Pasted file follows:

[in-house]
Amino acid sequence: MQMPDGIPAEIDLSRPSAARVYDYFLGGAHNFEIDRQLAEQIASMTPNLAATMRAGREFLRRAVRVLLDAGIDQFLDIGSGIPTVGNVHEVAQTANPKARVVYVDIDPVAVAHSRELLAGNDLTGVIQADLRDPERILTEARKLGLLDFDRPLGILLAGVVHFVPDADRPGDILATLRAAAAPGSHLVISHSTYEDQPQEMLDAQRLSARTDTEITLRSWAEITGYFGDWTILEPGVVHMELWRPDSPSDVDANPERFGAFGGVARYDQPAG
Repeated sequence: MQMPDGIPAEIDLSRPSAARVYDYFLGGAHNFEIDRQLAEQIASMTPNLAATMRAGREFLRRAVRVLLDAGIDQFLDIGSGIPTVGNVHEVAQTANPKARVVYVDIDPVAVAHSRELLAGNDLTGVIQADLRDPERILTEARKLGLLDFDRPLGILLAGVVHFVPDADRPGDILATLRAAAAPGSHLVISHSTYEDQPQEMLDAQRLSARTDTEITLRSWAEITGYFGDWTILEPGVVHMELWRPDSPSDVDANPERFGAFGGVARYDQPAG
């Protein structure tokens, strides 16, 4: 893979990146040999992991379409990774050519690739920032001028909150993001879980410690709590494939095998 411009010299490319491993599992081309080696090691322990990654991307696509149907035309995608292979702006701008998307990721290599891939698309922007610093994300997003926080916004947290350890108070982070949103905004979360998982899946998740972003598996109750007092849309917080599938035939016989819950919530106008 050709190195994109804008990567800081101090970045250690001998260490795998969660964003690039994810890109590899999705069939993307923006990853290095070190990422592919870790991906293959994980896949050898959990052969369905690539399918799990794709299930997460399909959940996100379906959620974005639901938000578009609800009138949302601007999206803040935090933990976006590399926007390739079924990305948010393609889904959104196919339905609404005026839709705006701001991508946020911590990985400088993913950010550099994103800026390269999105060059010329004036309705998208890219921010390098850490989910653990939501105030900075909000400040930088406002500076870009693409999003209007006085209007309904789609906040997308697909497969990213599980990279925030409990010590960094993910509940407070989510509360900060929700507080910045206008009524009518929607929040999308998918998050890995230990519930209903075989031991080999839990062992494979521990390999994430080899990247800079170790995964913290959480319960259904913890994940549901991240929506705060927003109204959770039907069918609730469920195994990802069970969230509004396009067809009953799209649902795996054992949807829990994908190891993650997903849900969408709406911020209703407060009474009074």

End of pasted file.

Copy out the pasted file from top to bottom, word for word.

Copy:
[in-house]
Amino acid sequence: MQMPDGIPAEIDLSRPSAARVYDYFLGGAHNFEIDRQLAEQIASMTPNLAATMRAGREFLRRAVRVLLDAGIDQFLDIGSGIPTVGNVHEVAQTANPKARVVYVDIDPVAVAHSRELLAGNDLTGVIQADLRDPERILTEARKLGLLDFDRPLGILLAGVVHFVPDADRPGDILATLRAAAAPGSHLVISHSTYEDQPQEMLDAQRLSARTDTEITLRSWAEITGYFGDWTILEPGVVHMELWRPDSPSDVDANPERFGAFGGVARYDQPAG
Repeated sequence: MQMPDGIPAEIDLSRPSAARVYDYFLGGAHNFEIDRQLAEQIASMTPNLAATMRAGREFLRRAVRVLLDAGIDQFLDIGSGIPTVGNVHEVAQTANPKARVVYVDIDPVAVAHSRELLAGNDLTGVIQADLRDPERILTEARKLGLLDFDRPLGILLAGVVHFVPDADRPGDILATLRAAAAPGSHLVISHSTYEDQPQEMLDAQRLSARTDTEITLRSWAEITGYFGDWTILEPGVVHMELWRPDSPSDVDANPERFGAFGGVARYDQPAG
């Protein structure tokens, strides 16, 4: 893979990146040999992991379409990774050519690739920032001028909150993001879980410690709590494939095998 411009010299490319491993599992081309080696090691322990990654991307696509149907035309995608292979702006701008998307990721290599891939698309922007610093994300997003926080916004947290350890108070982070949103905004979360998982899946998740972003598996109750007092849309917080599938035939016989819950919530106008 050709190195994109804008990567800081101090970045250690001998260490795998969660964003690039994810890109590899999705069939993307923006990853290095070190990422592919870790991906293959994980896949050898959990052969369905690539399918799990794709299930997460399909959940996100379906959620974005639901938000578009609800009138949302601007999206803040935090933990976006590399926007390739079924990305948010393609889904959104196919339905609404005026839709705006701001991508946020911590990985400088993913950010550099994103800026390269999105060059010329004036309705998208890219921010390098850490989910653990939501105030900075909000400040930088406002500076870009693409999003209007006085209007309904789609906040997308697909497969990213599980990279925030409990010590960094993910509940407070989510509360900060929700507080910045206008009524009518929607929040999308998918998050890995230990519930209903075989031991080999839990062992494979521990390999994430080899990247800079170790995964913290959480319960259904913890994940549901991240929506705060927003109204959770039907069918609730469920195994990802069970969230509004396009067809009953799209649902795996054992949807829990994908190891993650997903849900969408709406911020209703407060009474009074």